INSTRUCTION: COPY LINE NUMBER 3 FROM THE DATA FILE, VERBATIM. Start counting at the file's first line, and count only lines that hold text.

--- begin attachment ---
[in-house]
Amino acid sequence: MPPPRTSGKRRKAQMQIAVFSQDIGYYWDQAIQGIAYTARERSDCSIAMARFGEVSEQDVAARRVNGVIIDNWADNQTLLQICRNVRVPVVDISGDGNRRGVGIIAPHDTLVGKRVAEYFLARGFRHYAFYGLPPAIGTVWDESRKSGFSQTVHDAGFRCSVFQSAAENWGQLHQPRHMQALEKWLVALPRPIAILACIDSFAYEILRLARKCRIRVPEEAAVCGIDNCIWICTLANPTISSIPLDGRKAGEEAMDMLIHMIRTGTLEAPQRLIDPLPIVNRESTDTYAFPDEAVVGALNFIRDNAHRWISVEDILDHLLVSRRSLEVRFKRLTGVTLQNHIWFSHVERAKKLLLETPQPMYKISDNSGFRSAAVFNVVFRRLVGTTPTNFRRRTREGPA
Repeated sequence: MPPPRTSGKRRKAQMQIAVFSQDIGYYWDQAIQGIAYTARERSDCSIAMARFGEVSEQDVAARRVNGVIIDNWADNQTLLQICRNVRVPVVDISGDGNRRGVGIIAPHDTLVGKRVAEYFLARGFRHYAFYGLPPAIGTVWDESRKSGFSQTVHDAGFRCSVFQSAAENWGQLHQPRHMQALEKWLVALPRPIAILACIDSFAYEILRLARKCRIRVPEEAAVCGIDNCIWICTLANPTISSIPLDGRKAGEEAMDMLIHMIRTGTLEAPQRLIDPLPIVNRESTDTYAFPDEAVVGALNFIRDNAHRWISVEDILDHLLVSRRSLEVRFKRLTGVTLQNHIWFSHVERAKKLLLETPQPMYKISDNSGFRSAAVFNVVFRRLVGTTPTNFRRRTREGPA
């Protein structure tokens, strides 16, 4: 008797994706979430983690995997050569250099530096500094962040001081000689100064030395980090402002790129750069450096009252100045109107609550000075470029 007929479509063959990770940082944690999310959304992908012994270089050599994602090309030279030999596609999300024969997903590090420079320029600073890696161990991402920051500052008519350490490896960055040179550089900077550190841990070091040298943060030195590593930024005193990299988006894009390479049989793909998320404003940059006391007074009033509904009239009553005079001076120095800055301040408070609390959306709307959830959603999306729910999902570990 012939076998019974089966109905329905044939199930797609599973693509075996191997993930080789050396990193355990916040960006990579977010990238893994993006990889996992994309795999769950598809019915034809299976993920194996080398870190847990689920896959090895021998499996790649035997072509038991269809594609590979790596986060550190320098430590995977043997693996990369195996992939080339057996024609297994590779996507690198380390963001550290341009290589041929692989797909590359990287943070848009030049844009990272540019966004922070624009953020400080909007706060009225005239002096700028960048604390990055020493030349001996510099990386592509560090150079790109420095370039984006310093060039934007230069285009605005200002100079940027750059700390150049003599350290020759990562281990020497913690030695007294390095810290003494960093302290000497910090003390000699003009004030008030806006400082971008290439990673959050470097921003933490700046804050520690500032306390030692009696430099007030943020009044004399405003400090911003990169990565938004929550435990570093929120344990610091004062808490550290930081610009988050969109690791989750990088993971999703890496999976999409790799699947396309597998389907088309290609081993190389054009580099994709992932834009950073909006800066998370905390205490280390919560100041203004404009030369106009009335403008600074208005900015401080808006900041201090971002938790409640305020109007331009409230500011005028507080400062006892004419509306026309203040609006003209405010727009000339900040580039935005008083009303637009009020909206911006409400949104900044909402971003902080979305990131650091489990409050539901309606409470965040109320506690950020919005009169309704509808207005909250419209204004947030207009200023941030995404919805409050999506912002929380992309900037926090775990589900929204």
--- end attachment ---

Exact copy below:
Repeated sequence: MPPPRTSGKRRKAQMQIAVFSQDIGYYWDQAIQGIAYTARERSDCSIAMARFGEVSEQDVAARRVNGVIIDNWADNQTLLQICRNVRVPVVDISGDGNRRGVGIIAPHDTLVGKRVAEYFLARGFRHYAFYGLPPAIGTVWDESRKSGFSQTVHDAGFRCSVFQSAAENWGQLHQPRHMQALEKWLVALPRPIAILACIDSFAYEILRLARKCRIRVPEEAAVCGIDNCIWICTLANPTISSIPLDGRKAGEEAMDMLIHMIRTGTLEAPQRLIDPLPIVNRESTDTYAFPDEAVVGALNFIRDNAHRWISVEDILDHLLVSRRSLEVRFKRLTGVTLQNHIWFSHVERAKKLLLETPQPMYKISDNSGFRSAAVFNVVFRRLVGTTPTNFRRRTREGPA